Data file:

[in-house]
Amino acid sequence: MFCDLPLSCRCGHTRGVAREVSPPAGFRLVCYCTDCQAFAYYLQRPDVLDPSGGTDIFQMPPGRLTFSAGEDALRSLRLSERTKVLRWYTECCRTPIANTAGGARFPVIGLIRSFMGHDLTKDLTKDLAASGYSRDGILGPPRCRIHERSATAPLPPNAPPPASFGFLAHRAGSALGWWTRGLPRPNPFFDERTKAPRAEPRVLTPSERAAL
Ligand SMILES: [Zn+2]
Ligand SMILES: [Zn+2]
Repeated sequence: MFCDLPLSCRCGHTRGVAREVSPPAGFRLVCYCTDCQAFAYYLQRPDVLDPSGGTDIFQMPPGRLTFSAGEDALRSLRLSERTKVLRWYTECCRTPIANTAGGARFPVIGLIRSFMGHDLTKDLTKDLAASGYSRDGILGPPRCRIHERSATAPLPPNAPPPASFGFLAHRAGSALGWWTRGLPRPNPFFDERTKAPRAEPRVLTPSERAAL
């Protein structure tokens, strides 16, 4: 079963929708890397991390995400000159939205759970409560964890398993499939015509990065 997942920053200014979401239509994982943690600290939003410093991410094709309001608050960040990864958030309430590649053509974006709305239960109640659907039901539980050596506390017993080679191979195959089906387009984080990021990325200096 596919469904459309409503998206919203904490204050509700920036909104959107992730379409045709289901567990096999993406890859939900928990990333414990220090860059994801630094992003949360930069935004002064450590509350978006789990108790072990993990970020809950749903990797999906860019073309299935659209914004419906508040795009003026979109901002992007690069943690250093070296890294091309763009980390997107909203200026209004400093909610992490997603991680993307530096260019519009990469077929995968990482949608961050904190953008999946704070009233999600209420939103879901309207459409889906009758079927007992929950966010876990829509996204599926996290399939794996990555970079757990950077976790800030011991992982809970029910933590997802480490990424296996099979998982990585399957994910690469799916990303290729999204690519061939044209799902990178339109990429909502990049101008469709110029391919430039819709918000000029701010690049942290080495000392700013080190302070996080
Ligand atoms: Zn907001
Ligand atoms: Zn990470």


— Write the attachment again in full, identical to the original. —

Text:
[in-house]
Amino acid sequence: MFCDLPLSCRCGHTRGVAREVSPPAGFRLVCYCTDCQAFAYYLQRPDVLDPSGGTDIFQMPPGRLTFSAGEDALRSLRLSERTKVLRWYTECCRTPIANTAGGARFPVIGLIRSFMGHDLTKDLTKDLAASGYSRDGILGPPRCRIHERSATAPLPPNAPPPASFGFLAHRAGSALGWWTRGLPRPNPFFDERTKAPRAEPRVLTPSERAAL
Ligand SMILES: [Zn+2]
Ligand SMILES: [Zn+2]
Repeated sequence: MFCDLPLSCRCGHTRGVAREVSPPAGFRLVCYCTDCQAFAYYLQRPDVLDPSGGTDIFQMPPGRLTFSAGEDALRSLRLSERTKVLRWYTECCRTPIANTAGGARFPVIGLIRSFMGHDLTKDLTKDLAASGYSRDGILGPPRCRIHERSATAPLPPNAPPPASFGFLAHRAGSALGWWTRGLPRPNPFFDERTKAPRAEPRVLTPSERAAL
């Protein structure tokens, strides 16, 4: 079963929708890397991390995400000159939205759970409560964890398993499939015509990065 997942920053200014979401239509994982943690600290939003410093991410094709309001608050960040990864958030309430590649053509974006709305239960109640659907039901539980050596506390017993080679191979195959089906387009984080990021990325200096 596919469904459309409503998206919203904490204050509700920036909104959107992730379409045709289901567990096999993406890859939900928990990333414990220090860059994801630094992003949360930069935004002064450590509350978006789990108790072990993990970020809950749903990797999906860019073309299935659209914004419906508040795009003026979109901002992007690069943690250093070296890294091309763009980390997107909203200026209004400093909610992490997603991680993307530096260019519009990469077929995968990482949608961050904190953008999946704070009233999600209420939103879901309207459409889906009758079927007992929950966010876990829509996204599926996290399939794996990555970079757990950077976790800030011991992982809970029910933590997802480490990424296996099979998982990585399957994910690469799916990303290729999204690519061939044209799902990178339109990429909502990049101008469709110029391919430039819709918000000029701010690049942290080495000392700013080190302070996080
Ligand atoms: Zn907001
Ligand atoms: Zn990470």